Monthly Archives: July 2019

What I think of Christians at Pride

There was quite a noisy group at my recent most local LGBT etc Pride, who now have a prominent stall. They have their own uniforms – a T-shirt with a slogan which matches their banner; and then a self styled one of rainbow dog collars… for these are Christians, and several are clergy.

On one hand, it’s to be applauded that this group is there and is trying to be visible, despite the fact that some other Christians criticise them. I also overheard a flag clad woman holding the hand of another comment: I hate it when the Church tries to join in with our day.

And I – a woman on the outer edges of both worlds – understood that.

The Christians in the parade want to say: we accept you, LGBT+ people. (Often they mean just gay… I’m not sure churches have got their heads round all the letters yet.) They acknowledge that Christianity and other faiths have hitherto persecuted their gay siblings – and some still do.

I’d like to point out that the notion that same sex love as being something to decry and exclude over has come from faith groups.

Many of those who still judge homosexuals are those with a conservative faith.

So one could say that the need for Pride came out of religious prohibition, which influenced laws and morals and medicine, so that what denounces LGBT people can be traced to faith roots.

Hence, it’s brave but ironic that there is a Christian presence at Pride.

Sadly like many, I have experienced struggle in coming to terms with not being heterosexual, especially as a woman of faith. I’ve written and published a novel about it, which is available to buy from many online sources, called Parallel Spirals. There will be a sequel.

I happen to know that many of the people on the Christian stall and march are not LGBT. They’re allies, but they have not experienced the challenges of the realisation that you are other, and that otherness may not be welcome. They have not sat in a pew (or sofa with a smoothie, if you’re that kind of church) wondering if the message of God’s love and theirs will still apply if this church really knew them and who they loved. Would they still get a hug (or even a handshake) in the peace; would they still get an invite to homegroups or youth or elder groups or those endless barbecues or garden parties if the truth about them was known? Would they still be allowed their positions of leadership if it was known what they were really like? Do these church people know what it’s like to earnestly search scripture to see if they really are condemned? NO YOU AREN’T, by the way!! Do they have to hear exhortions about the sanctity of marriage between a man and woman and the inevitable family you’re supposed to have, and feel nervous and excluded? Have they had to put up with people who have – almost for granted – what you don’t, and tell you that you can’t have it – namely marriage and family?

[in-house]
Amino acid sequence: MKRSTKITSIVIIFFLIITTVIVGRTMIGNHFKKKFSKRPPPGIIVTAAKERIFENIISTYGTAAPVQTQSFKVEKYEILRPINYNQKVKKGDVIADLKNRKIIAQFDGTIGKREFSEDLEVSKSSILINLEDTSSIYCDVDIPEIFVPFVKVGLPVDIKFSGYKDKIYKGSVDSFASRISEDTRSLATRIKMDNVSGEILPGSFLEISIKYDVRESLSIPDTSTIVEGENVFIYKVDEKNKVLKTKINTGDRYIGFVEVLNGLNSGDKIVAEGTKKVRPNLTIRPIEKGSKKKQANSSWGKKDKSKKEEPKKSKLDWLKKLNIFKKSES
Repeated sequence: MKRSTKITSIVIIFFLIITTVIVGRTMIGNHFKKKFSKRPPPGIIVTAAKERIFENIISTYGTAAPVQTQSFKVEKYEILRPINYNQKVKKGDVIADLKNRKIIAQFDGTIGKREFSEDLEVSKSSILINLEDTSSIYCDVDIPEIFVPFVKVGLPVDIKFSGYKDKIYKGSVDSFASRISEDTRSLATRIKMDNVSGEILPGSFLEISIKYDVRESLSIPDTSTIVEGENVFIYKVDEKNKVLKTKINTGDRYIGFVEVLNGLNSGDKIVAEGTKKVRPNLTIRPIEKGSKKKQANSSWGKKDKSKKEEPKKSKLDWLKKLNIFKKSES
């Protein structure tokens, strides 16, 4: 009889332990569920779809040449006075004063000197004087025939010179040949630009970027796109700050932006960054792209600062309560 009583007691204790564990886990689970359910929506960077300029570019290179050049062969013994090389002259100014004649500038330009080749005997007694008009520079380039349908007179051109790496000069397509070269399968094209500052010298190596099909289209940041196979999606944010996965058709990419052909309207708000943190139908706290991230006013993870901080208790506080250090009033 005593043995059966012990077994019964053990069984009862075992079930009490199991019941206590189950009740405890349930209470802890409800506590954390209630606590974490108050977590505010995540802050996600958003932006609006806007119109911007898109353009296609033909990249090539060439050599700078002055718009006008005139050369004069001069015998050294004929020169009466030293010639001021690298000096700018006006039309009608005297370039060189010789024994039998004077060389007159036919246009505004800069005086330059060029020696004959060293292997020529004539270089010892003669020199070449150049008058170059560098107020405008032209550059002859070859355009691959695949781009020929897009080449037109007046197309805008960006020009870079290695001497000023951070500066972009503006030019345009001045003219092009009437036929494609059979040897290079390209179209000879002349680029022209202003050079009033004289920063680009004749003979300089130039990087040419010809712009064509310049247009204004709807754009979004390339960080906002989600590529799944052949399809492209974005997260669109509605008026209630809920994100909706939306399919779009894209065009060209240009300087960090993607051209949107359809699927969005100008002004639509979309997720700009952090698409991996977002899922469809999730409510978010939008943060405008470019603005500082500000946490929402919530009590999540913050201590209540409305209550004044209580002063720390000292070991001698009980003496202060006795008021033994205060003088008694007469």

Of course, nongay people in church have other kinds of suffering and misfitting, and it might allow them to have great empathy and solidarity with the people that Pink Pride is about. I’ve heard people speak of other kinds of otherness… it’s not only LGBT people who feel a sense of not fitting, if not exclusion, in their faith communities.

But some seem to be presumptious and patronising. Is it fair to say it’s like white people in a Black celebration saying “We weren’t slaves ourselves, but we do know how you feel”? Of course it’s their way of saying – you never should have been, and we stand with you to show we’re not part of that. We see the well-meaning as much as we might cringe at the execution.

It’s also easy for the oppressed to allow no outsiders to sympathise. Am I angry at men against  violence against women in White Ribbon? Have I not applauded those who stand with something they’re not? Would I not march in solidarity with something  I care about, and be put off if I was told that I had no right to, as I’m outside the oppressed group?

I observed this tribe within a tribe with bemusement, oblivious to how their rainbow stickers and collars seemed amongst the outre costumes, squirting their God’s love like bubbles to passers by with the proffering of a gay positive sticker and a few words…but these little interactions felt like that delicate transient rainbow film.

Or actually, was that bubble the start of a new idea, a new relationship?

So am I saying that Christians shouldn’t have a stall at Pride? Am I saying that their well intentioned solidarity is wrong? No…but am am saying: your message has to be relevant and congruent and consistent, and be aware of how it looks from the other side. Don’t pretend you easily understand when you don’t… But actually, you might. And yes, I do think my novel can help with that. Listen to LGBT people and hear their stories. It will mean really chatting – often in a way that you can’t at fast moving, raucous Prides – and really sitting with them, being prepared to follow up, and to hear how LGBT+ people feel about faith and church and what it’s done to them. And to put it right and show a better way. As I know you can.

And actually, I’m quite touched that a group gives up its day to show that solidarity for something they aren’t, risking censure from both sides, and to transform the view and relationship from judgement and exclusion into love and welcome.

 

 

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Why Cloudfare makes my nostrils flare

eroding privacy in the name of security

 

Many of us are waking up to the huge erosion of our privacy in electronic communications.